By Dave Lindorff
President Bush, a lame-duck loose cannon, is traipsing around the Middle East calling Iran a state sponsor of terror and condemning what he calls Iran’s “provocative” acts in the Strait of Hormuz at the choke point between the Persian Gulf and the Arabian Sea.
Everyone knows the president and his viceroy, Vice President Dick Cheney, are just itching to launch American bombers and cruise missiles against Iran before the end of this second nightmarish term of office, and now we hear that the so-called “provocative” incident, which we were told was replete with threats to blow up a destroyer in “15 seconds” was actually the work of a “prankster” who was making threats on the air using English with a faked (badly) Iranian accent.
So has this brush with disaster, which would have surely ensued had the US Navy fired on Iranian speedboats in their vicinity, led the president to pull back from his bellicosity?
' Luckily for us and for the longsuffering people of Iran, the US Navy is run by officers who are not crazy, who don’t want another war, and who especially don’t want a war that includes having a fleet of American ships stuck like sitting ducks in the confined space of the Persian Gulf in the sights of hundreds of Iranian shore-to-ship missiles. (They were all sunk in minutes with a loss of a whole aircraft carrier battle group and 20,000 crewmembers in a Pentagon war game played in 2002 and then hushed up.)
As long as the admirals in Washington, and the captains on those ships in harm’s way, keep their cool, and don’t let themselves be provoked by the hotheads in the White House and in Tehran who see political benefits in provoking hostilities, Bush’s wet dream of a third war in the Middle East against Iran won’t come true.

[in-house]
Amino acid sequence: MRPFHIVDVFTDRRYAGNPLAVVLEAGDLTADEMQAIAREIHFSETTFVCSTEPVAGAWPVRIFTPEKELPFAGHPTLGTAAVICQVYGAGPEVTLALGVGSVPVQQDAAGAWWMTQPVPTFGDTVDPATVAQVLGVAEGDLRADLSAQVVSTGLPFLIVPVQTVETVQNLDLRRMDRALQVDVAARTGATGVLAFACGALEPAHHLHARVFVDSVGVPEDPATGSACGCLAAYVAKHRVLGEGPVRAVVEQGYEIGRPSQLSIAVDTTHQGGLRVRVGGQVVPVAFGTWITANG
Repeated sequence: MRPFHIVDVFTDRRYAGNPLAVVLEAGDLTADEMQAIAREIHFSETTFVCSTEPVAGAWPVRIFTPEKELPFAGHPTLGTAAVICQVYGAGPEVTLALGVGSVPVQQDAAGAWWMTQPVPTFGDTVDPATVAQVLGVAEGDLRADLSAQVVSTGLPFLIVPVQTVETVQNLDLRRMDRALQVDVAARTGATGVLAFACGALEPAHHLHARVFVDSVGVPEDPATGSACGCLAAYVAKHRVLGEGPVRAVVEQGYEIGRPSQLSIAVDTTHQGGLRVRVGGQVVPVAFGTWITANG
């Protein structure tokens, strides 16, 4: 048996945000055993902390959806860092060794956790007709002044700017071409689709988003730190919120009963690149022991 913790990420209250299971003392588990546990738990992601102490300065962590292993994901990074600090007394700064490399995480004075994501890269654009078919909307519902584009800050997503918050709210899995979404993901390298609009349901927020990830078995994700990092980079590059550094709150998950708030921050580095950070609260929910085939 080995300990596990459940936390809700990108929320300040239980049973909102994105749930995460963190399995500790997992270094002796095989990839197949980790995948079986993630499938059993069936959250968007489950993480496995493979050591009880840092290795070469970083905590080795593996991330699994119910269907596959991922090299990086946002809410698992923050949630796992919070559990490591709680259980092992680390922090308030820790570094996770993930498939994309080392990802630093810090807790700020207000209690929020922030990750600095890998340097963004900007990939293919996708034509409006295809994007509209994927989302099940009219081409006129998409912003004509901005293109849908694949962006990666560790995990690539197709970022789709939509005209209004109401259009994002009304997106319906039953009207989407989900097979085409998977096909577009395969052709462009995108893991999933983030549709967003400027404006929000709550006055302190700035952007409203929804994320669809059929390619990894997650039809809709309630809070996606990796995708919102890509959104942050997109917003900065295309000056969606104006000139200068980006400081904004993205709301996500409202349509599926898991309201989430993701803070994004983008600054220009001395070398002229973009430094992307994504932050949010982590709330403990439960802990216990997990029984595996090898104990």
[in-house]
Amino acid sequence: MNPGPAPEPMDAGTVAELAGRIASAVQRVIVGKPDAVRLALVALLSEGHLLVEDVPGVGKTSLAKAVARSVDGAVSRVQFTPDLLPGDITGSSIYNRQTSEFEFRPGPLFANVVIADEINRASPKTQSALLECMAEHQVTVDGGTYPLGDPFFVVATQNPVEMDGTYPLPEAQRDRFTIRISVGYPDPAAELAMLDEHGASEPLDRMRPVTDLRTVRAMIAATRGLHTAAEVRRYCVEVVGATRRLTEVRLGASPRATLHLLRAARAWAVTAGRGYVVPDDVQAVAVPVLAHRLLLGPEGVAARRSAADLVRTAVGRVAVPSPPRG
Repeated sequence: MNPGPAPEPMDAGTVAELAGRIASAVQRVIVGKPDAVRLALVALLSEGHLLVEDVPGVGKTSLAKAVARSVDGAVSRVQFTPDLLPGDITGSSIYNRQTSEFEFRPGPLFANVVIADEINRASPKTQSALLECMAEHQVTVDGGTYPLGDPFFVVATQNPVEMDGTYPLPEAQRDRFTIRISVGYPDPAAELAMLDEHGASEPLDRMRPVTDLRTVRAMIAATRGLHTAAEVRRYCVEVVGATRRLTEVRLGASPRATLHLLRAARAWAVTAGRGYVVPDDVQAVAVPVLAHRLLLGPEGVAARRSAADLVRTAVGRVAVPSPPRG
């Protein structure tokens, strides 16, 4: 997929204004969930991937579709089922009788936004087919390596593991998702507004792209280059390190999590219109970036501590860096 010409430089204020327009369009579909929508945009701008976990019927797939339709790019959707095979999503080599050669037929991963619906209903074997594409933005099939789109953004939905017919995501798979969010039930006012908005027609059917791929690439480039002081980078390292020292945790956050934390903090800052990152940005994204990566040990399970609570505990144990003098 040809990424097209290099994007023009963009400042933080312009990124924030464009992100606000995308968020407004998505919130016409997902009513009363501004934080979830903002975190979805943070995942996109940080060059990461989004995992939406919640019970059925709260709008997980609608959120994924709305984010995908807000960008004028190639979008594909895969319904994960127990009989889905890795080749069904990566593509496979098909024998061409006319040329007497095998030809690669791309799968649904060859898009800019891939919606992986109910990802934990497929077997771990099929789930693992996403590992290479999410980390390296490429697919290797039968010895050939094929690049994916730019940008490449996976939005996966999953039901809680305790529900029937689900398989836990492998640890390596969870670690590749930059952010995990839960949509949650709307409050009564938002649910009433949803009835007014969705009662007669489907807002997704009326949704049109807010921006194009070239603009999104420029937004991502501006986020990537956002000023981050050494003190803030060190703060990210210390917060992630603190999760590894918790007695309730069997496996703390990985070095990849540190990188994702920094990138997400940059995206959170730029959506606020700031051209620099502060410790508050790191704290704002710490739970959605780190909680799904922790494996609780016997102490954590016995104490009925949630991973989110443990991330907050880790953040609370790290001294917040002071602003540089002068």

The same can’t be said for the US media, which for the most part have been trumpeting all the president’s scariest and most threatening lines, while burying the news that the provocation in the Gulf was faked.
A real news organization worthy of the name would be trying to find out who’s behind the fakery. It shouldn’t be hard—a military that can use satellite technology to send a cruise missile or a Predator drone-fired missile crashing down onto the holder of a cell phone, should have no trouble locating the source of a fake ship-to-ship communication. (Unless of course it turns out that the message was the work not of a prankster, but of someone working for the Bush gang.)
Let’s be clear here. The naval armada that Bush has assembled in the Gulf has no function other than to threaten Iran. The US military has adequate air bases on land in and around Iraq to handle all the needs of US troops in that country, and the ships in the gulf are of no use whatsoever in the conflict in landlocked Afghanistan, because they can’t send planes there without overflying Iran.
Their role is simply to provoke. To provoke what? Why a war, of course.
Congress needs to pull the plug on this madness before one of the many scams and schemes of the Bush/Cheney gang succeeds in the president’s goal of getting a hot war going between the US and Iran.
A really amateurish effort—prank or black-op—to make a routine cat-and-mouse game by Iranian speedboats and a US battle group into a live-fire incident with dead bodies in the water—could have succeeded.
There must be no next time. It’s time to move forward, with dispatch, on Dennis Kucinich’s bill of impeachment against Cheney, which features the administration’s aggressive efforts to foment a war against Iran in violation of the UN Charter.
DAVE LINDORFF is a Philadelphia-based journalist and columnist. His latest book, co-authored by Barbara Olshansky, is “The Case for Impeachment” (St. Martin’s Press, 2006 and now available in paperback edition). His work is available at www.thiscantbehappening.net